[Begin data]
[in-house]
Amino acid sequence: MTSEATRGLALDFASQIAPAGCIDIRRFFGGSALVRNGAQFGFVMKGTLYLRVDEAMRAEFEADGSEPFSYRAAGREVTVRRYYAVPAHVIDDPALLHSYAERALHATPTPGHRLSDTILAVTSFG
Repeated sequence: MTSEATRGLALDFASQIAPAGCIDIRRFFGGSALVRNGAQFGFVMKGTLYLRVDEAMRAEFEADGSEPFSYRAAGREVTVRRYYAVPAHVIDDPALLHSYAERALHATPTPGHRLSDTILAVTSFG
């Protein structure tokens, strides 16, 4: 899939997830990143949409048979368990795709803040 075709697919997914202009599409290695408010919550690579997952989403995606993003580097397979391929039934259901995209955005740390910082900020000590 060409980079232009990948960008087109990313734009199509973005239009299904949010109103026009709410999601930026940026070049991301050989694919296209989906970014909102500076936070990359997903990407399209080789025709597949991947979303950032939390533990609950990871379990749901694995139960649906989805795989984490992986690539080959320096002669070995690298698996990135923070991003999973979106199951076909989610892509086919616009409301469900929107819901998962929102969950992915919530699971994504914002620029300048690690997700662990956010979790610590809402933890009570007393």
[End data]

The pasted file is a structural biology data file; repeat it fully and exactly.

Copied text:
[in-house]
Amino acid sequence: MTSEATRGLALDFASQIAPAGCIDIRRFFGGSALVRNGAQFGFVMKGTLYLRVDEAMRAEFEADGSEPFSYRAAGREVTVRRYYAVPAHVIDDPALLHSYAERALHATPTPGHRLSDTILAVTSFG
Repeated sequence: MTSEATRGLALDFASQIAPAGCIDIRRFFGGSALVRNGAQFGFVMKGTLYLRVDEAMRAEFEADGSEPFSYRAAGREVTVRRYYAVPAHVIDDPALLHSYAERALHATPTPGHRLSDTILAVTSFG
């Protein structure tokens, strides 16, 4: 899939997830990143949409048979368990795709803040 075709697919997914202009599409290695408010919550690579997952989403995606993003580097397979391929039934259901995209955005740390910082900020000590 060409980079232009990948960008087109990313734009199509973005239009299904949010109103026009709410999601930026940026070049991301050989694919296209989906970014909102500076936070990359997903990407399209080789025709597949991947979303950032939390533990609950990871379990749901694995139960649906989805795989984490992986690539080959320096002669070995690298698996990135923070991003999973979106199951076909989610892509086919616009409301469900929107819901998962929102969950992915919530699971994504914002620029300048690690997700662990956010979790610590809402933890009570007393």